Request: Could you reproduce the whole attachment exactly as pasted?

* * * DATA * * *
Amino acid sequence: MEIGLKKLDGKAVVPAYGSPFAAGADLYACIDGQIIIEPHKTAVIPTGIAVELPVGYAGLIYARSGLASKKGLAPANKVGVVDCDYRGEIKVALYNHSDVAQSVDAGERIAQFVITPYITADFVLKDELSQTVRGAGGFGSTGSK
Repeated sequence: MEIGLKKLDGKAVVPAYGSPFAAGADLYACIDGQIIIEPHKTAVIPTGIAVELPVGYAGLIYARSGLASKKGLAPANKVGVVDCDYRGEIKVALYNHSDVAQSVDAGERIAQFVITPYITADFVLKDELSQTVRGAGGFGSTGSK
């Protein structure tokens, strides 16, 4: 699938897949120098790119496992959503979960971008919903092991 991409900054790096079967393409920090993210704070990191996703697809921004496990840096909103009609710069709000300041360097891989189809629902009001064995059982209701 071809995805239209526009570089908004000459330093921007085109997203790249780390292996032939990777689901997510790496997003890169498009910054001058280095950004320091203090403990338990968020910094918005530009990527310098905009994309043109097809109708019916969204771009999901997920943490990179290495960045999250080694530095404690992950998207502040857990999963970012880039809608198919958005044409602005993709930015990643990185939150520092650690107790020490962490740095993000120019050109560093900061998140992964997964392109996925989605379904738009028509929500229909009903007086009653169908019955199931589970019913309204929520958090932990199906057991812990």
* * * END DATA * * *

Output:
Amino acid sequence: MEIGLKKLDGKAVVPAYGSPFAAGADLYACIDGQIIIEPHKTAVIPTGIAVELPVGYAGLIYARSGLASKKGLAPANKVGVVDCDYRGEIKVALYNHSDVAQSVDAGERIAQFVITPYITADFVLKDELSQTVRGAGGFGSTGSK
Repeated sequence: MEIGLKKLDGKAVVPAYGSPFAAGADLYACIDGQIIIEPHKTAVIPTGIAVELPVGYAGLIYARSGLASKKGLAPANKVGVVDCDYRGEIKVALYNHSDVAQSVDAGERIAQFVITPYITADFVLKDELSQTVRGAGGFGSTGSK
């Protein structure tokens, strides 16, 4: 699938897949120098790119496992959503979960971008919903092991 991409900054790096079967393409920090993210704070990191996703697809921004496990840096909103009609710069709000300041360097891989189809629902009001064995059982209701 071809995805239209526009570089908004000459330093921007085109997203790249780390292996032939990777689901997510790496997003890169498009910054001058280095950004320091203090403990338990968020910094918005530009990527310098905009994309043109097809109708019916969204771009999901997920943490990179290495960045999250080694530095404690992950998207502040857990999963970012880039809608198919958005044409602005993709930015990643990185939150520092650690107790020490962490740095993000120019050109560093900061998140992964997964392109996925989605379904738009028509929500229909009903007086009653169908019955199931589970019913309204929520958090932990199906057991812990």